This prompts the question: what is a sufficient number of embarked aircraft? The UK currently has a stated requirement for 48 F-35Bs, sufficient to equip four squadrons. Following the SDSR, there was a debate within the Ministry of Defence concerning the size and duration of F-35 embarkations on the Queen Elizabeth-class. The Royal Navy advocated routine squadron-strength deployments (numbering 12 aircraft) for extended periods; in contrast, the Royal Air Force advocated smaller detachments of four to six aircraft for short durations. An argument in support of shorter embarked periods centres on the evolving technological context, for example, the impact of simulation, thereby changing the requirement for working-up at sea, and that the most challenging aspect of air operations is in-the-air integration; that is, operating the aircraft proficiently and within a complex battlespace. The main area for focus, rather than being the aircrew, should be the on-deck maintainers and command and control.Under original Joint Force Harrier planning, out of three squadrons, one was intended to be at high-readiness and principally carrier-based; the second would be embarked half the time; and the third squadron was to be mainly shore-based. It also warrants mention in this regard that policy-makers could not expect in a crisis to order an extra 24 aircraft (to make use of the Queen Elizabeth-class capacity to operate 36 fixed-wing aircraft) out to the carrier and assume that those aircraft could be employed effectively in short order unless their pilots – and the support personnel on the ship – are well-versed in carrier operations and this is only achieved through regular and sustained embarkation.

Joint Force Lightning

A key driver in the creation of Joint Force 2000, the original title given to Joint Force Harrier, was the realisation by the RAF that, in order to acquire a fifth generation aircraft, it would have to agree with the Royal Navy on a force that could deploy from land and sea. This was due to, effectively, the UK being capable of only affording one fleet of such aircraft: Joint Force Lightning is intended to provide an interoperable joint force of fifth generation strike fighters equally capable of operating from land or sea. Joint Force Harrier (JFH) was intended to provide the prototype of this capability, however, the experience of that Force was less than satisfactory, mainly due to problems in integrating Royal Navy and RAF personnel on-board carriers, reluctance on the part of the RAF toward embarked operations and the focus on land-based operations in Iraq and Afghanistan.

Although JFH was intended to be a joint force and produce interoperable land and sea-based squadrons, embarked RAF activity was infrequent and small-scale. The most notable joint deployment being the 2005 Marstrike 05 exercise that saw the deployment of eight RAF Harrier GR7s from IV Squadron deploy aboard HMS Invincible, alongside seven Sea Harrier FA2s of 801 Naval Air Squadron. Following the retirement in 2006 of the Royal Navy’s Sea Harrier FA2, embarked activity dropped significantly (in part due to the demands of operations in Iraq and Afghanistan), impacting the training and number of night-qualified pilots as well as flight deck safety, efficiency and the carriers’ war-fighting potential. Further, between 2003 and 2007, the Fleet Air Arm lost influence within JFH. At the time of the Sea Harrier retirement, 50 per cent of pilots were night capable: at the time of the withdrawal of the Harrier GR9, only four to five per cent of pilots were night-capable and they were mostly former Sea Harrier pilots. This reduction in capability can be attributed to the decline in embarked activity, as illustrated by Exercise Hajjar Osprey (March/April 2008), where only four Harriers were embarked on Illustrious for a period of approximately three weeks. Moreover, a lack of embarked activity would have a detrimental effect not only on the operational capability of the pilots but also on the wider ship-air interface with a concomitant effect on military credibility and political utility.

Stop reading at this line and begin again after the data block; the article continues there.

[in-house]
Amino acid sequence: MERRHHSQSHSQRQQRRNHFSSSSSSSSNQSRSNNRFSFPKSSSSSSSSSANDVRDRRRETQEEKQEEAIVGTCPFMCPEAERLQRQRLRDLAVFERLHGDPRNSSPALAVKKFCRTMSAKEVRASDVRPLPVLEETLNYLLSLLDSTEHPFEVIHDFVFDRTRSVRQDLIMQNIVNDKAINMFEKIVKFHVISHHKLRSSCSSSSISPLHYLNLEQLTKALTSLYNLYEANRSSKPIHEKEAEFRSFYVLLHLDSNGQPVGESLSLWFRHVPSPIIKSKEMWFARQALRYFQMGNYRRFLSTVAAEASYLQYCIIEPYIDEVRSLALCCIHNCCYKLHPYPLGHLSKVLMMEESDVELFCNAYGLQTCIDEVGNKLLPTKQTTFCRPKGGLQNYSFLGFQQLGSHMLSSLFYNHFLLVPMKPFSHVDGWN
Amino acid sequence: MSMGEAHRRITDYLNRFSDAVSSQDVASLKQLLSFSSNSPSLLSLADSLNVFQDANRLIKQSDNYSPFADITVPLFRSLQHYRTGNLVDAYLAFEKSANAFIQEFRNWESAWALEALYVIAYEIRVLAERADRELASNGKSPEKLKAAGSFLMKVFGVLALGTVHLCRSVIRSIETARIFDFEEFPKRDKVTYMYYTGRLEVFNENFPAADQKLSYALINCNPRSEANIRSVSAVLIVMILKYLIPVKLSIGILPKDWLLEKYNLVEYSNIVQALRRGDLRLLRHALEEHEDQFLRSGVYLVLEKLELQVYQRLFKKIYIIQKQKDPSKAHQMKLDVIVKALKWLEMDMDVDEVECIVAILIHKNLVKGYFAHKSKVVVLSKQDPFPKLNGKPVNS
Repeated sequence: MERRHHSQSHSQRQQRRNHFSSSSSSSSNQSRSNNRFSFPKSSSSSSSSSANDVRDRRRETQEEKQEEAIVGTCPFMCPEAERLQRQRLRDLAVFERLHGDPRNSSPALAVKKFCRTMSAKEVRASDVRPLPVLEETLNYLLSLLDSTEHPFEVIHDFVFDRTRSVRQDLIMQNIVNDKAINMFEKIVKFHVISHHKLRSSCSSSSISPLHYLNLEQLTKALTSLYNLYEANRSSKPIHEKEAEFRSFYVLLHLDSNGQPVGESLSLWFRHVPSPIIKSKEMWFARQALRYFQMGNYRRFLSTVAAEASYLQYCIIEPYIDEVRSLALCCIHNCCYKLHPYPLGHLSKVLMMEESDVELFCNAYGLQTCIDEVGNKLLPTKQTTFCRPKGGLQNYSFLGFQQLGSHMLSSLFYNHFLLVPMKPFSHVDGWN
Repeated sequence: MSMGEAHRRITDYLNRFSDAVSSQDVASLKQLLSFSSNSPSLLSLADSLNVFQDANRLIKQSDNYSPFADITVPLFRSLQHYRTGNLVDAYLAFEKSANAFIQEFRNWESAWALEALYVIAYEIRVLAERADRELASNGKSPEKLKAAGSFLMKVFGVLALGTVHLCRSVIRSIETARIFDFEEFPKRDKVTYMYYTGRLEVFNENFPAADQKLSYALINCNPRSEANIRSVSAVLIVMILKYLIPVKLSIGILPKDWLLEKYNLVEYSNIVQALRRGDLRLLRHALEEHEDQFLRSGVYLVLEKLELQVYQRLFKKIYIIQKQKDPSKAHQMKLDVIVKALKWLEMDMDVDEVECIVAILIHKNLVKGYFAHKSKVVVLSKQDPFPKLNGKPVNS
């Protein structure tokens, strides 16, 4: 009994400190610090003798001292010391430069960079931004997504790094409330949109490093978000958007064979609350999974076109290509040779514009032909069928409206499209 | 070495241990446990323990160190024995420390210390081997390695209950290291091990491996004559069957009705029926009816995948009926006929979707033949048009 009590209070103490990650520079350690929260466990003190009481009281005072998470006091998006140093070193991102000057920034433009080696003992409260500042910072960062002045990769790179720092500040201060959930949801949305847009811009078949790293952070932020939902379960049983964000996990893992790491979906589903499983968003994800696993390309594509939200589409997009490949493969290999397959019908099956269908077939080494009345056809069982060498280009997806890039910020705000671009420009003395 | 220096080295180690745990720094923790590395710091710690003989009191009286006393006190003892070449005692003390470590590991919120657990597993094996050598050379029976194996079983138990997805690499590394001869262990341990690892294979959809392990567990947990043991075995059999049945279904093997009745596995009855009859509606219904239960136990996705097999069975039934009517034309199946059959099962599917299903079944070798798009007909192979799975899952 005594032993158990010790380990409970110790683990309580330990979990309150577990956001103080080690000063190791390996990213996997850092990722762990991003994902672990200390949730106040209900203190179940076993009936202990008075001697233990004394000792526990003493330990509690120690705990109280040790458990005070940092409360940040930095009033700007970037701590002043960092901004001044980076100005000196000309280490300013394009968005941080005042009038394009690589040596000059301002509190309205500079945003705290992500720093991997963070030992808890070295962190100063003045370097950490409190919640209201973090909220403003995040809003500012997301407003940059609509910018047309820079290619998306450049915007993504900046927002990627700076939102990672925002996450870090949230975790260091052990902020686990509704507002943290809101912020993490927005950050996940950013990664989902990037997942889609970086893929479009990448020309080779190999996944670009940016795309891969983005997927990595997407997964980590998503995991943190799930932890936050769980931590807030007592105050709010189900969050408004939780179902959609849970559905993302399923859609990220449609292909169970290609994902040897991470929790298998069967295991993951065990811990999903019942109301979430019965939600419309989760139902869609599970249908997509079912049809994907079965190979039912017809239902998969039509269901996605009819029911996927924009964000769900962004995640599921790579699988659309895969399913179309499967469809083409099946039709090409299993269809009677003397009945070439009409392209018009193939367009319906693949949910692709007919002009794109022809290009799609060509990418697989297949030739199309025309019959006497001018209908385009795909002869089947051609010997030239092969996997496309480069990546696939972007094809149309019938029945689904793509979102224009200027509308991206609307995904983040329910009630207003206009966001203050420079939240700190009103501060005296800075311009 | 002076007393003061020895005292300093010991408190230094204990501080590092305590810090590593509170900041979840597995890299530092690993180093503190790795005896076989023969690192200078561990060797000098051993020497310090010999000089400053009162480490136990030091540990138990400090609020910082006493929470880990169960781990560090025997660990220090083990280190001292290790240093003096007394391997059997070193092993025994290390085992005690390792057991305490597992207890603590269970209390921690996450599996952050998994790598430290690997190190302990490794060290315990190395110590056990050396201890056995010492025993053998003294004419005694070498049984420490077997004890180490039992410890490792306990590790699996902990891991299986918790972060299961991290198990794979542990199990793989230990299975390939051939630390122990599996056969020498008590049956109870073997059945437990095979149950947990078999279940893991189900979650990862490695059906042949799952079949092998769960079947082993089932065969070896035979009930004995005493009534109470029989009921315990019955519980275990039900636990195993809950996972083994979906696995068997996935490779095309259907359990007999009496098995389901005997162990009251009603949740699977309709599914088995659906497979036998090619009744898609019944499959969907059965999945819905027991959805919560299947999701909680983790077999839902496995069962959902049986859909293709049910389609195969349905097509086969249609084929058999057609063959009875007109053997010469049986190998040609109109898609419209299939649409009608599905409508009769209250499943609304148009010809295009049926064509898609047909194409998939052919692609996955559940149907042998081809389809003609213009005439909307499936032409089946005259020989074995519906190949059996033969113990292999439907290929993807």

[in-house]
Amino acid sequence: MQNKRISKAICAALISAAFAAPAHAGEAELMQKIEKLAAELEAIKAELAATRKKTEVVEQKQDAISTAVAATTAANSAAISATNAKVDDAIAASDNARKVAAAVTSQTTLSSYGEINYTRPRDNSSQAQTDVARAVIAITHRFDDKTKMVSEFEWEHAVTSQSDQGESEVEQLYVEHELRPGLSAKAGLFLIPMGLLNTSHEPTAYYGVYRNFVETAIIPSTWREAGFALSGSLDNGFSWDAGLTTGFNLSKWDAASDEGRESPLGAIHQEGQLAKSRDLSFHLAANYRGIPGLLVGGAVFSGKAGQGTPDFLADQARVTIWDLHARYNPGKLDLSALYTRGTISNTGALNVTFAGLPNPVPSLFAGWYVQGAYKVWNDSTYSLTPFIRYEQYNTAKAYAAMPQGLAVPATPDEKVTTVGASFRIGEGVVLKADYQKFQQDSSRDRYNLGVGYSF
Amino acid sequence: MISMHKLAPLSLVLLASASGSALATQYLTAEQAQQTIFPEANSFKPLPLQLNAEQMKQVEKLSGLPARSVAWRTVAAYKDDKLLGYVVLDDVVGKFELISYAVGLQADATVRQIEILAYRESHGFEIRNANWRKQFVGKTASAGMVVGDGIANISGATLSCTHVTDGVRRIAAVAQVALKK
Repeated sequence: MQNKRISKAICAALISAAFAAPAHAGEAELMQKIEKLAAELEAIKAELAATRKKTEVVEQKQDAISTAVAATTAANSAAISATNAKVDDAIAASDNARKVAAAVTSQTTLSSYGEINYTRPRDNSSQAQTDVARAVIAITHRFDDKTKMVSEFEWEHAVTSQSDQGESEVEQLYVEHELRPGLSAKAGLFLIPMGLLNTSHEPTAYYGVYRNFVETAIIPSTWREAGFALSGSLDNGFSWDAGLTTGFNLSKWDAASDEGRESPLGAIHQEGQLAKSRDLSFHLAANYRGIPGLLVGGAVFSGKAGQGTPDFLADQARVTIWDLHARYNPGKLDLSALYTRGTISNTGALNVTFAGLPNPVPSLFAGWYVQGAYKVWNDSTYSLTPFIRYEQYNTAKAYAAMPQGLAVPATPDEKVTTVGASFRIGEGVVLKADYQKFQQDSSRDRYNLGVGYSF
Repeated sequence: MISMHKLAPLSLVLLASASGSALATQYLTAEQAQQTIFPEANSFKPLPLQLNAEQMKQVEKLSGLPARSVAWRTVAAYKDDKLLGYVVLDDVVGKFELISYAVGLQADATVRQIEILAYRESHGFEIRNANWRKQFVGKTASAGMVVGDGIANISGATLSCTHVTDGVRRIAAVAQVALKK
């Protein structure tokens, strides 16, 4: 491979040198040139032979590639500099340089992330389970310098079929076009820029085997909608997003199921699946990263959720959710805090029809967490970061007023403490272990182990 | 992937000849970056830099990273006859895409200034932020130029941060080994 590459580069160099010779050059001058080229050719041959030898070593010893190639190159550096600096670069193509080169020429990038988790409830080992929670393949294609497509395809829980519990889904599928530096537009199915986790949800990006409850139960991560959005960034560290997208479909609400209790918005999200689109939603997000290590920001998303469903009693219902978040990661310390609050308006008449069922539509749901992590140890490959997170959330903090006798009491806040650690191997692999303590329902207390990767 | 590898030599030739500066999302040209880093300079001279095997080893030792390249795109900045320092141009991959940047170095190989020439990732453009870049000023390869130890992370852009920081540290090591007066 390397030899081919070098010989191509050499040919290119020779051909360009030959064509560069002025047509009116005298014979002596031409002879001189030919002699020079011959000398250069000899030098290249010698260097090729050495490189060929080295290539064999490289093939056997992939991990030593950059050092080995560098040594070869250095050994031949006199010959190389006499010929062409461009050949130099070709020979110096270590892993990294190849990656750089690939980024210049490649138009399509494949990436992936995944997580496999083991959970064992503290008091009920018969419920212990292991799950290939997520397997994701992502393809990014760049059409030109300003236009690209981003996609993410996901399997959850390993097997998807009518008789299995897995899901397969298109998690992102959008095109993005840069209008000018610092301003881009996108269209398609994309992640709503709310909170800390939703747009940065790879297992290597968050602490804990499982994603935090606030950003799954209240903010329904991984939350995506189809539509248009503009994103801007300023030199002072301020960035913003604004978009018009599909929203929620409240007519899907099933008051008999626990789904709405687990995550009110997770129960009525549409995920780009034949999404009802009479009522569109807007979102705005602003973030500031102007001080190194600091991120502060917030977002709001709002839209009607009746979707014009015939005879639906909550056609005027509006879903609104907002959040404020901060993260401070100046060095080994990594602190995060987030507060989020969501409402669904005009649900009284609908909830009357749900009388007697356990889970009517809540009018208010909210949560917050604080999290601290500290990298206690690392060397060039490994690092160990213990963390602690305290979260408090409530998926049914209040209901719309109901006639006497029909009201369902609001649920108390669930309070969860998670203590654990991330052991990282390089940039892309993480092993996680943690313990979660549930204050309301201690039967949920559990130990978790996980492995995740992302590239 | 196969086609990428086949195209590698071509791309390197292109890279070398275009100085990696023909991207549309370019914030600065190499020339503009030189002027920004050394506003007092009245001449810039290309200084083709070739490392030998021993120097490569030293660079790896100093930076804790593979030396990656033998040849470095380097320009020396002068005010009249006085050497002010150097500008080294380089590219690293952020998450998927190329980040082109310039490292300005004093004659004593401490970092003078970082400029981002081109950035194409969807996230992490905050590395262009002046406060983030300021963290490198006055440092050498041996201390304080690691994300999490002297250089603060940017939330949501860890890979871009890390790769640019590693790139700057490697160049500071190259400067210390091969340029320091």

The experience of JFH may prompt concern that Joint Force Lightning will be similarly constrained. However, the prospects for Joint Force Lightning are positive; the RAF has accepted split ownership of the F-35 force and the creation of an expeditionary training unit at RAF Leeming (a recommendation emanating from experience in Operation Ellamy) has resulted in the RAF and Royal Navy (along with the Army) working together in a genuine tri-service context. Moreover, in contrast to the JFH period, where the Harrier was one of three fast jets in British service alongside the Tornado and Typhoon, and a target of rationalisation initiatives, the F-35 will be the ‘flagship’ fast jet in service and thus a core asset for both the Royal Navy and RAF. This should perhaps ensure that Joint Force Lightning is seen to succeed. It also warrants highlighting that Joint Force Lightning offers significant opportunities. This is especially with regard to the potential for the Fleet Air Arm to act as a bridge between the Royal Navy and RAF, and facilitate cross-pollination, including through exchange tours, via exposure to and immersion in the respective service cultures. This would address a lesson emanating from JFH experience where friction between the respective Royal Navy and RAF cultures was problematic on occasions. It would also serve as a valuable conduit for the development of a cross-domain capability that can facilitate a more flexible and agile military posture. This would include the potential utilisation of sea-basing by appropriately trained and equipped (that is, platforms capable of operating in the maritime environment) Army Air Corps and RAF assets, for example, in order to stage into a theatre or to support Special Forces. Moreover, such an approach would be consistent with the aims of Carrier Enabled Power Projection and highlight the broader utility of the Queen Elizabeth-class aircraft carriers beyond their primary role of carrier strike.

Carrier Enabled Power Projection